In your example *(662|872)*$, the first * is meaningless, it might even result in an error! The second * then repeats the previous element ("662" or "872") zero or more times. So, it will match "" (an empty string), "662", "872", "662662" or "662872", etc.

In fact, the regex you require is probably a lot simpler (not complex). For instance, (662|882) will match "662" or "882" anywhere in the string.

However, if you need to match both query strings and URL paths then this will add complexity as you can't do this with a single RewriteRule. You can't match the query string with the RewriteRule directive. You would need to do something like the following:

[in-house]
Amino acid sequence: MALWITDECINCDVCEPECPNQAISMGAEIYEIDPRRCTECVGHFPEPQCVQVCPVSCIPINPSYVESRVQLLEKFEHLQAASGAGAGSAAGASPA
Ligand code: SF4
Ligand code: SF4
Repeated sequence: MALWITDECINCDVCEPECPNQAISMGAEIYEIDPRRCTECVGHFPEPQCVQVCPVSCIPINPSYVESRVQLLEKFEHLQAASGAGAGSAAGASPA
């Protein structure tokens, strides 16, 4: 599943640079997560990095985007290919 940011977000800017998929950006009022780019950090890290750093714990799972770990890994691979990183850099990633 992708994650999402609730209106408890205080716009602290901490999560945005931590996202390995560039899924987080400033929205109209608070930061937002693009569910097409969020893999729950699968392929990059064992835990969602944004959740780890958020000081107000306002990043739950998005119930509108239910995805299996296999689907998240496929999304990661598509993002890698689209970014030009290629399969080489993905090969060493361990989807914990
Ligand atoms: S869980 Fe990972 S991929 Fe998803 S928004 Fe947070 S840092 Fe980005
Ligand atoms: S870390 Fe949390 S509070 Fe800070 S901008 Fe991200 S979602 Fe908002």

RewriteCond %{QUERY_STRING} products_id=(662|872) [OR]
RewriteCond %{REQUEST_URI} -(662|872)\.
RewriteRule ^ /alice-in-wonderland-shirt-p160c3 [R=301,L]

This assumes you are redirecting to the same domain, if not then you will obviously need the absolute URL in the RewriteRule substitution.

Is it even possible to build a single regex that will handle BOTH forms of URL's (query string AND rewritten) in one formula?

A single mod_rewrite directive - no.

However, do you really need to match the query string and the URL path? You state that one is "rewritten". Are users accessing the site with both URLs? If the URL has already been canonicalised then this could indeed be simplified, as you can simply ignore the query string version. Like so:

RewriteRule -(662|872)\. /alice-in-wonderland-shirt-p160c3 [R=301,L]